Vaccine-resistant pneumonia has increased since a vaccine targeting 13 serotypes of the Streptococcus pneumoniae bacteria was introduced into the Australian routine childhood immunization program.
The current vaccine against bacterial pneumonia is not providing optimal protection to Australian children, a national study by medical researchers from UNSW Sydney and multiple leading research institutions has found.
Using three years of prospectively collected data from all children hospitalized with pneumonia across 11 tertiary pediatric hospitals across Australia between 2015 and 2018, the researchers found that the majority of 779 children admitted to hospitals with pneumonia had been fully vaccinated against Streptococcus pneumoniae, the most common bacteria associated with severe cases of pneumonia.
“Our study looked into the effectiveness of the vaccine in preventing severe forms of pneumonia,” says Dr. Nusrat Homaira with UNSW’s School of Pediatrics and Child Health.
“The vaccine currently available in Australia should provide protection against 13 serotypes—or 13 different variations—of the Streptococcus pneumoniae bacteria. But our study shows that the vaccine is not providing optimal protection against invasive pneumococcal pneumonia or severe pneumonia caused specifically by serotypes 3 and 19A, both of which should be covered by the vaccine.”
Dr. Homaira says there are two main reasons why the current vaccine—called 13vPCV—isn’t effective in preventing children from developing serious pneumonia illnesses.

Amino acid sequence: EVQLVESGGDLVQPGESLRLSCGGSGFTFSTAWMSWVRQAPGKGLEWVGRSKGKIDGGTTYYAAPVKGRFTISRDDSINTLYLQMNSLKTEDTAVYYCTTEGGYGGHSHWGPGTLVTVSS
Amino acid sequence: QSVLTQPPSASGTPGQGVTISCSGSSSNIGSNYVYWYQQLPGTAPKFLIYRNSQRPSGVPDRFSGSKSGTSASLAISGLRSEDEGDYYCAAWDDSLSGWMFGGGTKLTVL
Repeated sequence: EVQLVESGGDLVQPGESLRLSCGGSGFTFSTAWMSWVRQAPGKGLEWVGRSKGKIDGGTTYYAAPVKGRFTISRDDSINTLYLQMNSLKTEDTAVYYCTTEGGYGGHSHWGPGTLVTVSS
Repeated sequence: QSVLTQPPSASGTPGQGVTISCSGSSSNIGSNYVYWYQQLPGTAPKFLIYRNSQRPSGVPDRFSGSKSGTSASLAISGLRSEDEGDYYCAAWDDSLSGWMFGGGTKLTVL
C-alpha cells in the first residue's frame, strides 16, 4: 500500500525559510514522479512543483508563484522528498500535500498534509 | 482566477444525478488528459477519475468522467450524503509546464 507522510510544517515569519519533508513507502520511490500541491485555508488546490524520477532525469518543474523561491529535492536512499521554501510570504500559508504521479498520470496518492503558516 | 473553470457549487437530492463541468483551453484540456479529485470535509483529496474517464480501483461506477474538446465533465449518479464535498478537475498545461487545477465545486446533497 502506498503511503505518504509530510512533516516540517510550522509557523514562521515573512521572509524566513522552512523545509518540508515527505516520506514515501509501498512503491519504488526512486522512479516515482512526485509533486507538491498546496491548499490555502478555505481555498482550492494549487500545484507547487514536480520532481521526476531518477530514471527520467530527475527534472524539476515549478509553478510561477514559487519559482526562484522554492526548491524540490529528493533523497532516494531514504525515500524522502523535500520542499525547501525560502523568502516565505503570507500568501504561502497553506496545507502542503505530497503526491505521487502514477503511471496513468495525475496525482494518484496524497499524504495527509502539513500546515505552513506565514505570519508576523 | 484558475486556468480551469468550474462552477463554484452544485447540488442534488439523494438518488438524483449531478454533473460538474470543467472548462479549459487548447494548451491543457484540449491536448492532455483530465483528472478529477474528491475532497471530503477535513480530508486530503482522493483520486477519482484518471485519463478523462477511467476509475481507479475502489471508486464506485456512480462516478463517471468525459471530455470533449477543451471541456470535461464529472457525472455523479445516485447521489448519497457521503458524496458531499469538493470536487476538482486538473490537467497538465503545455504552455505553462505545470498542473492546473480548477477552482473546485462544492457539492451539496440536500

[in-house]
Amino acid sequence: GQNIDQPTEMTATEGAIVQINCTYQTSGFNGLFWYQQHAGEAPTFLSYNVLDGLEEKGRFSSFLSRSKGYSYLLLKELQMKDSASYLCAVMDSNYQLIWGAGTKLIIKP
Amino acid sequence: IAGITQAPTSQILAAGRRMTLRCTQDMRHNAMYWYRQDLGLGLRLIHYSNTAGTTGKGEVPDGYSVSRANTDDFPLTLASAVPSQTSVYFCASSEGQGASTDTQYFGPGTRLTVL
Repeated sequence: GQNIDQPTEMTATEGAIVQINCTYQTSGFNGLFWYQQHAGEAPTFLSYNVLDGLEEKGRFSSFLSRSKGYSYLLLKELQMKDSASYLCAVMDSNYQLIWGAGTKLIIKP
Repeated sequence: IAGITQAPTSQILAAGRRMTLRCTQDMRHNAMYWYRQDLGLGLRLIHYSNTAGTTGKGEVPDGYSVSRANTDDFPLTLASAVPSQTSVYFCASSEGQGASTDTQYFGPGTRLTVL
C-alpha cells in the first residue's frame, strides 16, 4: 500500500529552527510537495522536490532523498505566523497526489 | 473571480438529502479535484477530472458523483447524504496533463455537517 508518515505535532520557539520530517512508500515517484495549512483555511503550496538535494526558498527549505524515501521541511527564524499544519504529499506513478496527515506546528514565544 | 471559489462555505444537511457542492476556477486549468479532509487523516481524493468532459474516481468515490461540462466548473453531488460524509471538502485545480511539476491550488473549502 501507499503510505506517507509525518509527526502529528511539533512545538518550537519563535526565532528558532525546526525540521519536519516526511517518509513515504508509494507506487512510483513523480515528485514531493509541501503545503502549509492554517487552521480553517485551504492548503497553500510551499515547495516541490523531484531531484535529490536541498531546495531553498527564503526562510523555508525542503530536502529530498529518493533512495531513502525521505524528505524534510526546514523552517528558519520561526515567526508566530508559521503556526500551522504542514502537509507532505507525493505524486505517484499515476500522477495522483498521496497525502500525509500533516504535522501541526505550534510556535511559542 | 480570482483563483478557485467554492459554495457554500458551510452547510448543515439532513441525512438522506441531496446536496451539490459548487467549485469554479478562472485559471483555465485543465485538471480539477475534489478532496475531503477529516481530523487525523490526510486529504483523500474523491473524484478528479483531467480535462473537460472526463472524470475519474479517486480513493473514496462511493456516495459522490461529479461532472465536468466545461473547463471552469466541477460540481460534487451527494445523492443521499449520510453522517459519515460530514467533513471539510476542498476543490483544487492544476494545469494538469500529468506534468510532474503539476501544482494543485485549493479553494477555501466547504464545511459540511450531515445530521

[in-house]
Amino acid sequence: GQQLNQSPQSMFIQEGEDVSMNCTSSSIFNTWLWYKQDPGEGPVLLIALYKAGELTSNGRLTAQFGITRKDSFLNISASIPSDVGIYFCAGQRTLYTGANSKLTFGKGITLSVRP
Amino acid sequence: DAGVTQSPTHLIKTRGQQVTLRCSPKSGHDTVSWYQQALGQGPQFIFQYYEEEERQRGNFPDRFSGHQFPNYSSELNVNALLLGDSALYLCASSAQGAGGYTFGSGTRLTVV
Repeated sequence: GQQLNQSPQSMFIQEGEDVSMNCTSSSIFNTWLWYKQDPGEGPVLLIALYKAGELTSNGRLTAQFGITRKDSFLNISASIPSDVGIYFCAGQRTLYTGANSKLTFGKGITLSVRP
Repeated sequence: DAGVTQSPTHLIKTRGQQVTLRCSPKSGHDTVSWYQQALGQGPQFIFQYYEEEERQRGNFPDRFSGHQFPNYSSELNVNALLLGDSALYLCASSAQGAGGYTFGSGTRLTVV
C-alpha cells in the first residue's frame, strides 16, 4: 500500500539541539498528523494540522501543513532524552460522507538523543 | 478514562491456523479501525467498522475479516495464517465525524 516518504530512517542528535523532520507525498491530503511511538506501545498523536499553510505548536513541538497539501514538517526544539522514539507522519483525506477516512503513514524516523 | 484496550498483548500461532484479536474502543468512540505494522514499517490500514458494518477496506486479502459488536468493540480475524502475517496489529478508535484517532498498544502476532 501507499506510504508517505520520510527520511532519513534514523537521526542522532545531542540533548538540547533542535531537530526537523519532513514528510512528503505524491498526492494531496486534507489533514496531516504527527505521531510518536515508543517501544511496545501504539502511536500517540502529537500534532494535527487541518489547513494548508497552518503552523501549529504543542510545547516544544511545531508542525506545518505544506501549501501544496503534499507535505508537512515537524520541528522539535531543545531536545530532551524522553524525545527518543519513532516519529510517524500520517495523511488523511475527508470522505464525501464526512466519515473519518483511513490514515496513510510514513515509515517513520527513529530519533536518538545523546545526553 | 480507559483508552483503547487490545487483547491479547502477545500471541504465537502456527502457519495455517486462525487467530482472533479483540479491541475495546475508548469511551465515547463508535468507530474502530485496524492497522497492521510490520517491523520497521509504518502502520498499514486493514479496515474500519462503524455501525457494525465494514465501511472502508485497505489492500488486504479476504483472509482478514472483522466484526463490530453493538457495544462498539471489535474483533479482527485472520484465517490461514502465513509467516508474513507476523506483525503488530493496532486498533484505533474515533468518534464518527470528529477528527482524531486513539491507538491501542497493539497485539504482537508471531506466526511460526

The first is that the vaccine is less immunogenic—meaning it doesn’t produce much of an immune response—against serotype 3, which is due to the biochemical property of the capsule of this serotype.
The second possible reason why the 13vPCV vaccine may not be as effective as intended is because the timeframe it is administered in doesn’t cause lasting immunity.
“The dose schedule in Australia in the years that we looked at was to administer to children in three stages, at two months, four months and six months of age,” Dr. Homaira says.
“But in many countries the dosing was at four months, six months and 12 months. Having the final dose at 12 months provides more lasting protection than having the last dose at six months, which may not provide coverage beyond one year of age.”
Dr. Homaira says since 2018, Australia has since moved to the four, six and 12-month scheduling of doses, “so it will be important for us to see if that has an effect on the numbers of children succumbing to invasive pneumococcal pneumonia.”
New formulations of the pneumococcal vaccine are becoming available which appear to promote better immune responses to serotype 3.
Looking ahead, Dr. Homaira says, “We need enhanced surveillance which will allow for routine molecular testing of lung fluid to monitor pneumococcal pneumonia and newer formulation of vaccines that will render better protection.”